What exactly do the users type in order to find your product? The smallest change in a keyword can equate to a huge difference in all aspects of your campaign: cost-per-click, search volume and of course ad exposure. For example, let’s compare the keywords [private tutor] and [private tutors]. [private tutor] in the UK market costs about 75% less than [private tutors] and its search volume is also about 75% lower than [private tutors]. So you need to consider all of the variants and alternates of search terms, to ensure you have the best chance of reaching your target audience, at the lowest cost. This is one reason why only a native speaker, who inherently understands the language, should conduct keyword research.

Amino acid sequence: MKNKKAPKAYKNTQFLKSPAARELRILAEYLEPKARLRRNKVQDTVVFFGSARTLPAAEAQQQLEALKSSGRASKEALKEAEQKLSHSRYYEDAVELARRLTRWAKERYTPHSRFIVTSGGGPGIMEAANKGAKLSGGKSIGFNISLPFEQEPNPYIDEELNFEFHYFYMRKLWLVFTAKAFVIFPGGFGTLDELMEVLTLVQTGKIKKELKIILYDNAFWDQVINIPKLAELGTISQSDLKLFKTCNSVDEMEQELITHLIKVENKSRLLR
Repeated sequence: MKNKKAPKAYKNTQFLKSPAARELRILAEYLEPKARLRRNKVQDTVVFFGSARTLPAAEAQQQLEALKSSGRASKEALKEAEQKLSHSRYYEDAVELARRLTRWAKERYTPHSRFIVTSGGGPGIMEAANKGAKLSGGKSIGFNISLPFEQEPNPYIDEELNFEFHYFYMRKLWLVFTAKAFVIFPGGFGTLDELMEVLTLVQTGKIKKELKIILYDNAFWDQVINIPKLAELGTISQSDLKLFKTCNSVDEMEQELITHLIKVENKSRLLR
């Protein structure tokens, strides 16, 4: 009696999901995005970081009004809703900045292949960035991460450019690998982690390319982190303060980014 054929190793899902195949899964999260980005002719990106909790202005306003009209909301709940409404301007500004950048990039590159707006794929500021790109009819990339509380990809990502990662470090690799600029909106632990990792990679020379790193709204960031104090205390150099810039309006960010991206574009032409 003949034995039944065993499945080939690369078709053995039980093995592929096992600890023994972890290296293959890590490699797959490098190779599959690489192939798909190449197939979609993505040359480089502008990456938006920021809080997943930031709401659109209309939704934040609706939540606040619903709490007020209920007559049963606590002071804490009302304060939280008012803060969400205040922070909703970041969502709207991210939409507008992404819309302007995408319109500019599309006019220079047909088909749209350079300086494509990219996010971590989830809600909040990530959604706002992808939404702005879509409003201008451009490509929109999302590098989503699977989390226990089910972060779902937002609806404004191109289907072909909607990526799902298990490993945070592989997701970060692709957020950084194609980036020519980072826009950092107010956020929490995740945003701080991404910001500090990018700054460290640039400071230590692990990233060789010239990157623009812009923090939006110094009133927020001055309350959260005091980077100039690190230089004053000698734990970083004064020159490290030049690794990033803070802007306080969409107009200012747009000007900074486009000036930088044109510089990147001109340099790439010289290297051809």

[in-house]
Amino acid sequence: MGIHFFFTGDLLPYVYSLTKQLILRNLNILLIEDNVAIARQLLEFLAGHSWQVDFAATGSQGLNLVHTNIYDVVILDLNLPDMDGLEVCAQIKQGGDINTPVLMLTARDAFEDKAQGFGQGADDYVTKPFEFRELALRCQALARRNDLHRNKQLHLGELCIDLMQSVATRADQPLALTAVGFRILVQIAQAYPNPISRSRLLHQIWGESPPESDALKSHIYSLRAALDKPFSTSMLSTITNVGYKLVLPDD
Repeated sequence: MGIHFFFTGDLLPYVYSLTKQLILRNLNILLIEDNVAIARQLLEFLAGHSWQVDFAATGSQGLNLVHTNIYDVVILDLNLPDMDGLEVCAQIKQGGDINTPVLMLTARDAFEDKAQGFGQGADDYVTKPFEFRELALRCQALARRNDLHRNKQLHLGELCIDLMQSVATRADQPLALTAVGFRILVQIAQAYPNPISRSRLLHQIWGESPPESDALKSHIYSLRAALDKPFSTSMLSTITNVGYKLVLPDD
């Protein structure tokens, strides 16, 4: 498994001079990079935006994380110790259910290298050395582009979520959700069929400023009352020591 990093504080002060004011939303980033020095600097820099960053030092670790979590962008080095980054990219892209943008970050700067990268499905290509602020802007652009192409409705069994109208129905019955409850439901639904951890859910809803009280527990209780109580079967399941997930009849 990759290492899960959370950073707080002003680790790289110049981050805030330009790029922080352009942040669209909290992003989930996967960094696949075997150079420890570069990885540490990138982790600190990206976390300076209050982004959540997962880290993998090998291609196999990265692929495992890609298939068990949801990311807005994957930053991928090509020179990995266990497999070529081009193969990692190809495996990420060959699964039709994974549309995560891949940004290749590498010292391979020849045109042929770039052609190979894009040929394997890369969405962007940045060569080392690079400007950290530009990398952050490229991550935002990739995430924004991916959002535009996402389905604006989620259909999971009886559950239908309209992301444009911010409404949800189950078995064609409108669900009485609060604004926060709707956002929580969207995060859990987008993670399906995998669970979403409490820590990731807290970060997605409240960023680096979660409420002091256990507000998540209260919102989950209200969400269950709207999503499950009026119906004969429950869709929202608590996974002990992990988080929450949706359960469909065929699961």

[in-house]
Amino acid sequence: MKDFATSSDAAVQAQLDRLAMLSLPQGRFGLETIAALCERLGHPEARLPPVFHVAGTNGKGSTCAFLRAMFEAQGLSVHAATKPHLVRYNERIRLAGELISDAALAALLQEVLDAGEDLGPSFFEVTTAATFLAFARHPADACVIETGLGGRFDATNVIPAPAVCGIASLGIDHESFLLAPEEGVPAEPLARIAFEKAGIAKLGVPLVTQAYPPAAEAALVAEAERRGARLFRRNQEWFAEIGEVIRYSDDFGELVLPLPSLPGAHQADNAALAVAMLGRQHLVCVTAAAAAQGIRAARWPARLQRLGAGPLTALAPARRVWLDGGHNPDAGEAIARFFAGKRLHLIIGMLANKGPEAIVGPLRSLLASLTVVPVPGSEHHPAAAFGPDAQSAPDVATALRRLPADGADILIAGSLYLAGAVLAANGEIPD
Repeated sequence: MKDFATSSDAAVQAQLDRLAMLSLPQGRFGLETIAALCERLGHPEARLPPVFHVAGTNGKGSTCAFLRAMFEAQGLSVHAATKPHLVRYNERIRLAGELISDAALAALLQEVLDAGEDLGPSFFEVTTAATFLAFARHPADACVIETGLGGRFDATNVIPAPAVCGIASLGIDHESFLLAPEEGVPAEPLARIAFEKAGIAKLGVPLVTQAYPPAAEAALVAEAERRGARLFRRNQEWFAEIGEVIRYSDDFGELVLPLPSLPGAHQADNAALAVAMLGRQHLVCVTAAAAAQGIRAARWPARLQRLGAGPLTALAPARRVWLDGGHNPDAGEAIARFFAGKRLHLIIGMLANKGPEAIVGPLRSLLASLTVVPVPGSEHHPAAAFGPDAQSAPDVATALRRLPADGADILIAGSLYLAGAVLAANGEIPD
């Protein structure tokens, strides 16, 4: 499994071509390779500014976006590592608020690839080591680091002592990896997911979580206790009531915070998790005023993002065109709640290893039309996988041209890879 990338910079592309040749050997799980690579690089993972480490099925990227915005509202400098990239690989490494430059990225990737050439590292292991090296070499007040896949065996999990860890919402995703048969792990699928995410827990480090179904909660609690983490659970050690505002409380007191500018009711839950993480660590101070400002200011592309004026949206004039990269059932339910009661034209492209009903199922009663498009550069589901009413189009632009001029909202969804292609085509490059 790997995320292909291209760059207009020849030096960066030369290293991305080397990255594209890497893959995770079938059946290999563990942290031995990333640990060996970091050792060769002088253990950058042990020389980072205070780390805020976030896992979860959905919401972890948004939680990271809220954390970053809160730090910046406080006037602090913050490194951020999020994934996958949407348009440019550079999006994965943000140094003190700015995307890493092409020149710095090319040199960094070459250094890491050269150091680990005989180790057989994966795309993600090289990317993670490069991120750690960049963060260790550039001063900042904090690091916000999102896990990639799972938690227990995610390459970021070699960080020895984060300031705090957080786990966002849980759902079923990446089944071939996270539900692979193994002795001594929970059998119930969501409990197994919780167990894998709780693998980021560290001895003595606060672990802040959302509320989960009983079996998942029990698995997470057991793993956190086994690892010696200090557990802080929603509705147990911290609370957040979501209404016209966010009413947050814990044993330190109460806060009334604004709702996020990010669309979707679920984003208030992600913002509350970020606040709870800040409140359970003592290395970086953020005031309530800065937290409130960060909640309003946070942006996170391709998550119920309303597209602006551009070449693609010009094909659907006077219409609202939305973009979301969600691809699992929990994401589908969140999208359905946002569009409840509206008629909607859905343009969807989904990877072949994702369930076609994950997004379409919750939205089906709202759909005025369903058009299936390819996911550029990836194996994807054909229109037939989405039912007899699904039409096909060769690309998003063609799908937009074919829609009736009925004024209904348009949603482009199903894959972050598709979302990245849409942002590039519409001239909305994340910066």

Another consideration is the local search habits. In some markets, most internet users would type long-tail search queries. In other markets, the users would type a two-word search query. For example, in the UK a search query like the following is quite common: [luxury spa resorts in the south of tenerife]. In Israel an equivalent search query would be [בטנריף ספא] – or in English – [spa in tenerife]. Users may simply type the name of the brand which can sometimes pose a problem! [hoover] is a good example. Although it is a name of a brand it also means “a vacuum cleaner”. If you sell another brand of vacuum cleaners you may want to use this keyword but you need to be careful as using a competitor’s brand as a keyword is against some search engines policies, in some markets, e.g. you cannot use your competitors’ brand keywords when you use Google Adwords to advertise in Australia. It is also normally a low performing keyword because of low relevance to your website and if it does trigger your ads, they will show in a lower ranking than your competitors’ ads.